Earlier this year, the U.S. Census Bureau issued findings from its 2002 Survey of Business Owners. The findings cover the economic and demographic characteristics of approximately 7.7 million people who own businesses with paid employees. Here are some of the highlights as noted in the Census Bureau's press release:

First, we look at the breakdown of small business owners by Gender:

Small Business Owners by Gender

Next, here is the U.S. Census' breakdown of small business owners by Race:

Small Business Owners by Race

Finally, here is the U.S. Census data showing the minimum level of educational attainment for small business owners:

Small Business Owners by Educational Attainment

Interestingly, the U.S. Census Bureau notes that 1 in 4 of Asian and Black business owners had a graduate degree, indicating that small business owners in these groups are much more likely to be highly educated, as compared to other ethnic groups.

Regardless of gender, race and educational attainment, the small business owners are very likely to put in long hours to make their business successful. The Census bureau notes that 49% of all small business owners work more than 40 hours per week managing or working in their business, and that 19% of small business owners put in 60 or more hours per week.

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October 21, 2005

Corporate rent-seeking behavior goes a long way in accounting for the ever-growing presence of pork-barrel legislation moving through the U.S. Congress. I thought the following excerpts from an editorial in the October 4, 2005 Wall Street Journal (via Truth About Trade and Technology) examining how the actions of a self-interested politician and the corporations who learned how to exploit the system created at the behest of lobbyists provides some really good insight into the modern political process (links added):

Tariffs for the Rich

So you want to be a millionaire? May we suggest a career in ball bearings or steel or candles.

That's our thought as we read a new report from the General Accountability Office on the Byrd Amendment, a trade rule that directs the proceeds of anti-dumping duties into the pockets of companies "injured" by foreign competition. It was named after West Virginia Senator Robert Byrd, passed by Congress in 2000 and has since been ruled illegal by the World Trade Organization.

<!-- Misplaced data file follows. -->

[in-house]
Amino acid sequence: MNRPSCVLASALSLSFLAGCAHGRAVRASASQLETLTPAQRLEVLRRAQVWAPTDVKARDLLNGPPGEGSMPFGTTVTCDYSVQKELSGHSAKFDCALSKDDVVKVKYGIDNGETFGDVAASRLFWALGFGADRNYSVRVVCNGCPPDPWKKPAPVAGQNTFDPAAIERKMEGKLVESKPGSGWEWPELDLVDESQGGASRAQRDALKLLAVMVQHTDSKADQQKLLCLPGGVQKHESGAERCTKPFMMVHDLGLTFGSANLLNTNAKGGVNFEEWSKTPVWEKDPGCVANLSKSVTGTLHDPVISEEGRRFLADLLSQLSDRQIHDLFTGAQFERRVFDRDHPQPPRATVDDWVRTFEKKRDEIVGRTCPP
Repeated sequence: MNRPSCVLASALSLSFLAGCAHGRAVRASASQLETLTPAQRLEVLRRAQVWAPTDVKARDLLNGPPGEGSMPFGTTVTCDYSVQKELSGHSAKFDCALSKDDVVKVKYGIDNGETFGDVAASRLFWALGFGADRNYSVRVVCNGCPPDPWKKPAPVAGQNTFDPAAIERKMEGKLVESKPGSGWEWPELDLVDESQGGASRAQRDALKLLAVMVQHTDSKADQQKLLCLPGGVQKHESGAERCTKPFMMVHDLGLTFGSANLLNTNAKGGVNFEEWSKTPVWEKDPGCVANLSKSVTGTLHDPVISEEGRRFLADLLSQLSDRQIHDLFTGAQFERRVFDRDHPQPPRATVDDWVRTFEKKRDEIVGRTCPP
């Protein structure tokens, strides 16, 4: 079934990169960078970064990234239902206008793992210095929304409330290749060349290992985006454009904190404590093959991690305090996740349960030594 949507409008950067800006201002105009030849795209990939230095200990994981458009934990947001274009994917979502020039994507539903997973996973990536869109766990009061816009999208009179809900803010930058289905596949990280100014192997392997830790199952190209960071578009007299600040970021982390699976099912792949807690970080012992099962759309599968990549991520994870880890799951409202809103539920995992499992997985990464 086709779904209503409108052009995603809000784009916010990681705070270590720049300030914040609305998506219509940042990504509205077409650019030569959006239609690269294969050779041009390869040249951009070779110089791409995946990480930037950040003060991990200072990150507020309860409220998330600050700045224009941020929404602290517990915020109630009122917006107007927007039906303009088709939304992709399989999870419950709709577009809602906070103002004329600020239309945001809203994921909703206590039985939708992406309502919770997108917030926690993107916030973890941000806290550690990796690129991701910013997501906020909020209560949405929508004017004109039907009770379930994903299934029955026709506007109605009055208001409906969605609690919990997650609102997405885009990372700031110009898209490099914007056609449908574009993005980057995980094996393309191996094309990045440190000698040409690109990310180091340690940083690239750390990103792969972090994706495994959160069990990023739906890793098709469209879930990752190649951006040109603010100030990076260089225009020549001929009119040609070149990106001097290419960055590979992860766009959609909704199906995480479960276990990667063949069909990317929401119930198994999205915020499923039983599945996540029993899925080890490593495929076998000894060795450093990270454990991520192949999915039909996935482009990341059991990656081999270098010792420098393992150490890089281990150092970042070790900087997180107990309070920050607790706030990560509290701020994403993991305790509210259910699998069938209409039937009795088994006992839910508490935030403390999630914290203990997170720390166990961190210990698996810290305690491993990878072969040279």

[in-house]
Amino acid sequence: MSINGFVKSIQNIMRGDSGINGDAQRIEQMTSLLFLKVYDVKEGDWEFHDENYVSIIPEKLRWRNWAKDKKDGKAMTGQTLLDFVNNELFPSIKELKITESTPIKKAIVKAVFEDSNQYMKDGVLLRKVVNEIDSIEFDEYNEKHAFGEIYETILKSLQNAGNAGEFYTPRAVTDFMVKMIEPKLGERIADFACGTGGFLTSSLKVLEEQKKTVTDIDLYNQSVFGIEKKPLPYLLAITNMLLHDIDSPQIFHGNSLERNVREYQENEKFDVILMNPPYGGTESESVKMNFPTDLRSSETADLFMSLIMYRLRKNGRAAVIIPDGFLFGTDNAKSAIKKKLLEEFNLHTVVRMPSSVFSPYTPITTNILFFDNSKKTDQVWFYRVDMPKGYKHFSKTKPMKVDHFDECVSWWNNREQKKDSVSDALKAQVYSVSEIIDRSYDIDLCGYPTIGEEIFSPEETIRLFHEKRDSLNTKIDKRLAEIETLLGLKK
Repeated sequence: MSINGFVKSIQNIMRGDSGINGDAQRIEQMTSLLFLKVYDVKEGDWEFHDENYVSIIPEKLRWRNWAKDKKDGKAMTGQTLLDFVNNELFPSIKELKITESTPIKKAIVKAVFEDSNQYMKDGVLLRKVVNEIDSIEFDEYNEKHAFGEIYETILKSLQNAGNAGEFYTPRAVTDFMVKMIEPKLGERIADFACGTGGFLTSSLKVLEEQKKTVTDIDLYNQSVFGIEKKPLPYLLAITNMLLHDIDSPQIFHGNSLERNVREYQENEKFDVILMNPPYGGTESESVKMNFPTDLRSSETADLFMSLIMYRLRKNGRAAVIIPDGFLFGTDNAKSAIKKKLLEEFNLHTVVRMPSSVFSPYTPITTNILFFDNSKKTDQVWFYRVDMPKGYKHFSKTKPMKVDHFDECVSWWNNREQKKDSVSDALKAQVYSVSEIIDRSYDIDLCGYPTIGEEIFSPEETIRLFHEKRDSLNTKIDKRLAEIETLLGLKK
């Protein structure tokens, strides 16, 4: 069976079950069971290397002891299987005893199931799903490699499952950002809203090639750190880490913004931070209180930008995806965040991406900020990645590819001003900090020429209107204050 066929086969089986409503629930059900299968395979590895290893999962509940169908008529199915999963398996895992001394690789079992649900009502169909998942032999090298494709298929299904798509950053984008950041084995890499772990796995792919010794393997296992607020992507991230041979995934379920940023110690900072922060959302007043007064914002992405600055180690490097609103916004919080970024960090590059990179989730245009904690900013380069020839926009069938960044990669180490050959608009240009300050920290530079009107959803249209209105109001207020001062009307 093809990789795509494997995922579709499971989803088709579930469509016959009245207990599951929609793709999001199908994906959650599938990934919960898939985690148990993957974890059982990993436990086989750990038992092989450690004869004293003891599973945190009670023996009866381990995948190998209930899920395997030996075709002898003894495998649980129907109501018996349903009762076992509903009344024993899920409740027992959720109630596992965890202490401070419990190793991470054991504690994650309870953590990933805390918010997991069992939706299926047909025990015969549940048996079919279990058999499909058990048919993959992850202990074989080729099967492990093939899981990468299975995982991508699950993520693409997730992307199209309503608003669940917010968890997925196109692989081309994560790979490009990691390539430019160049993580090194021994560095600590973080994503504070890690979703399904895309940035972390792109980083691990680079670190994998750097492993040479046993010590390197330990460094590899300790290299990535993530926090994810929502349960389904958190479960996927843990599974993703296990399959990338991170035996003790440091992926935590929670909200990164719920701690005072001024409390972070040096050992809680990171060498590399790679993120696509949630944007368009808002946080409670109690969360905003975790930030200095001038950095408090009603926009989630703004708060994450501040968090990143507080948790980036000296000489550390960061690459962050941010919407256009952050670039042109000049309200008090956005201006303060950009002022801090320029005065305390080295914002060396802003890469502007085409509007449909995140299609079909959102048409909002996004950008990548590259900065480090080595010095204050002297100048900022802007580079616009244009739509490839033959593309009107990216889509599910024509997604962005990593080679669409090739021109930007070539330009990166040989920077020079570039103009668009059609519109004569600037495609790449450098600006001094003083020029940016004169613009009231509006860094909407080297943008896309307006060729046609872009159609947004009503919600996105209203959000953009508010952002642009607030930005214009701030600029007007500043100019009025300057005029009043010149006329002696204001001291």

The U.S. collected $1 billion in Byrd duties from 2001 to 2004, and according to GAO, two-thirds of the payouts went to companies in just three industries: ball bearings, steel and candles. Nice work if you can get it.

But, lest you think that the money collected through the Byrd duties was evenly distributed among the hundreds of companies within these industries, the GAO report reveals a high degree of concentration in where the money went:

The report also found that nearly half of the Byrd duties ended up in the coffers of five companies. Some 38% went to ball-bearing manufacturer Timken Co. of Canton, Ohio, including two subsidiaries -- Torrington Company and MPB Corporation. Timken's take alone was $205 million. Two other companies -- Candle-lite and Zenith Electronics Corp. -- raked in 5% and 3% respectively.

Some quick math (dividing Timken's $205 million by its 38% share) reveals that the amount taken in by the Byrd duties adds up to approximately $539.5 million USD. The 5% received by Candle-lite amounts to roughly $27 million USD and the 3% received by Zenith adds up to just over $16 million USD. Quite a lot of free money if you, or rather, your stable of lobbyists, lawyers and accountants, know how the game is played:

These companies won the Byrd lottery by figuring out that payouts depend more on how many claims are filed than on whether they are valid. U.S. Customs and Border Protection, which is charged with collecting and disbursing the Byrd duties, has more claims than it can handle so it uses a pro-rata formula for disbursements. This, as GAO drily notes, has created "an incentive for producers to claim as many expenses as possible relative to other producers."

I think the GAO quote might well qualify as the understatement of the year. Now, let's see what Byrd's amendment has achieved in terms of changing the behavior of the companies seeking a potential windfall:

Claims skyrocketed from $1.2 trillion in 2001 to just under $2 trillion (no, that's not a typo) last year. A "more than 10-fold increase" is expected this year, says the report. Over four years, by the way, Customs has managed to verify the claims of just one of the 770 companies that received Byrd money.

That increase in claims from $1.2 trillion USD in 2001 to $2.0 trillion USD in just three years time represents an annualized growth rate of 18.56%, as determined by Political Calculations' Investing: Rate of Return tool. Funny how changing things like incentives changes behavior. But how does a self-interested politician, who is looking out for their special interests instead of the interests of those they represent, keep the unwashed masses from being able to cash in their share of the bounty?:

Byrd mischief doesn't end there. It is tilting the playing field of the U.S. economy in favor of a privileged few. The GAO says the "top recipients" of Byrd money "reported positive effects" (no kidding), but "some non-recipients said that disbursements to competitors were having negative effects on them." "Non-recipients" are companies in the "injured" industries that failed to support anti-dumping lawsuits in the first place. They are being punished for opting to compete rather than agitating for protection. Nor is there any evidence that Byrd recipients used the money to create jobs in the U.S. One Byrd recipient used his windfall to pay off his mortgage.